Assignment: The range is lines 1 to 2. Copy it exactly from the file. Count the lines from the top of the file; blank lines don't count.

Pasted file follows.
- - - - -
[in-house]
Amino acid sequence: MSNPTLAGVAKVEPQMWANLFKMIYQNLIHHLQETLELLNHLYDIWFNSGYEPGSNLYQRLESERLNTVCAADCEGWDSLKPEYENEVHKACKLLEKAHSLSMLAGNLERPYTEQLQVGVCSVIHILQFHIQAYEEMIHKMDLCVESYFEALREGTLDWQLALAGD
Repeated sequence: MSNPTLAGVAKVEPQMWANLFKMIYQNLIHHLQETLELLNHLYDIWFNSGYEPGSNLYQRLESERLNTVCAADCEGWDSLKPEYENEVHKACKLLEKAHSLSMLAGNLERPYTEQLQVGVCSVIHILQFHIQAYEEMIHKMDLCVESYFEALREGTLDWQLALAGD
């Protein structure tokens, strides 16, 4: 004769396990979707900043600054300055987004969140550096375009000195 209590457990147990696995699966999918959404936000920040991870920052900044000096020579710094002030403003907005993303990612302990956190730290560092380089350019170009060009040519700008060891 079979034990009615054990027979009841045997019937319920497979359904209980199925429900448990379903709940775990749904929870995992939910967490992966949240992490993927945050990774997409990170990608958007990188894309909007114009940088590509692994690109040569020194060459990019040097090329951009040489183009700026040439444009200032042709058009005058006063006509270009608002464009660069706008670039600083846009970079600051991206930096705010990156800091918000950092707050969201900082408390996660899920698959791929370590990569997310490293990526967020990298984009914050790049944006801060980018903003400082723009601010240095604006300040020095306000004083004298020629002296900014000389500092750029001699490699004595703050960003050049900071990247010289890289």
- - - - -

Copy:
[in-house]
Amino acid sequence: MSNPTLAGVAKVEPQMWANLFKMIYQNLIHHLQETLELLNHLYDIWFNSGYEPGSNLYQRLESERLNTVCAADCEGWDSLKPEYENEVHKACKLLEKAHSLSMLAGNLERPYTEQLQVGVCSVIHILQFHIQAYEEMIHKMDLCVESYFEALREGTLDWQLALAGD